A couple of days back Om Malik of GigaOm realized he may have been a little too conservative in predicting that cellphone navigation would eventually kill the PND. “Eventually” is the word in question, because with a plethora of GPS-enabled mobile handsets released in the past while, including the 3G iPhone with built-in GPS, PND’s may be hitting the deadpool sooner than expected. Dash Navigation is the only PND maker who has embraced internet connectivity in a real way and have opened up their platform to developers looking to put together 3rd party location-based applications. The two bigwigs in the standalone GPS industry, Garmin and TomTom haven’t done this in any real way yet (not portable connectivity anyway). Unless makers of standalone PND’s begin to embrace open connectivity and software development platforms, devices such as the 3G iPhone will takeover because of their innate flexibility and openness. When Malik first predicted the death of the PND a while back, I thought he was too far ahead of himself. Now I’m not so sure.
Mike Elgan of Computerworld is another early convert to cellphone GPS after purchasing a Blackberry Pearl 8110. He claims the navigational capabilities of the Pearl and far superior to any PND he’s used. He’s put together a handy comparison of the GPS-enabled Pearl 8110 and his last PND, the Garmin GPSMAP 296 to illustrate his reasoning. First off, the Pearl 8110 cost him $73 including his data plan plus a $10 monthly subscription to TeleNav’s mapping service. The GPSMAP 296? $2200 with no connectivity options and according to Elgan updating maps is a real pain. Aside from the huge price difference, Elgan says the Blackberry Pearl has some other game-winning features as well. To put it in a nutshell, the Pearl 8110 is smaller, it’s connected, it has voice command which apparently works quite well, and it has real-time traffic updates.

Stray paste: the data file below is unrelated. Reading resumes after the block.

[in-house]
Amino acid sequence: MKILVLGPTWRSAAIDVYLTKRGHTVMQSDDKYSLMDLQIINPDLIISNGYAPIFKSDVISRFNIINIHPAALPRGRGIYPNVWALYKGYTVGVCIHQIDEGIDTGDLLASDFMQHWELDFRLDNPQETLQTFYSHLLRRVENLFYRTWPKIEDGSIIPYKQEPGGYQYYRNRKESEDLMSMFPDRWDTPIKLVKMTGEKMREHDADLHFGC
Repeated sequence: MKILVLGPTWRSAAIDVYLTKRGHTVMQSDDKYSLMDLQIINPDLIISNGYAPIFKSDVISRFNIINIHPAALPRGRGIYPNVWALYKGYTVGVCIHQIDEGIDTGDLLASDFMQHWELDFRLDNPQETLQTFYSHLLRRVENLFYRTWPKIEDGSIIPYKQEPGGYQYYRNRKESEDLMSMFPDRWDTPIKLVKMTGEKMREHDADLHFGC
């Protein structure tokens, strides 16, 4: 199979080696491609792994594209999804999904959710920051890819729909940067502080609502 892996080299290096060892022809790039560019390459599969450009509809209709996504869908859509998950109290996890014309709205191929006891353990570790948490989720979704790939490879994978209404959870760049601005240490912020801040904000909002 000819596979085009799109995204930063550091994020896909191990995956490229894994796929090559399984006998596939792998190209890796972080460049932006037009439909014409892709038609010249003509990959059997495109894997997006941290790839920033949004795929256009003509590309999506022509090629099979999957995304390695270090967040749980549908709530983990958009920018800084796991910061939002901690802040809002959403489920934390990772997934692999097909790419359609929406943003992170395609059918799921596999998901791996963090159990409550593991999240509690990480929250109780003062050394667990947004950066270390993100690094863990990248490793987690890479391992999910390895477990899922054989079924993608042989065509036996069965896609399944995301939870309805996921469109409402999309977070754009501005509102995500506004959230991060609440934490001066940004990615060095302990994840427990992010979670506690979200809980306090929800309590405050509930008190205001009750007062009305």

Now to be fair, higher-end PND’s are hitting the market with real-time traffic data now and I’m pretty sure we’ll see more connected devices with voice command in the next year or so. But if all other features are equal, the GPS-enabled cellphone will win out on price every time. Chip makers such as SiRF are struggling bad enough as it is with PND prices where they are now. How will they ever be able to compete with cellphones? Is it possible that in the next few years we’ll see the likes of SiRF, Garmin and TomTom actually acquired by handset makers?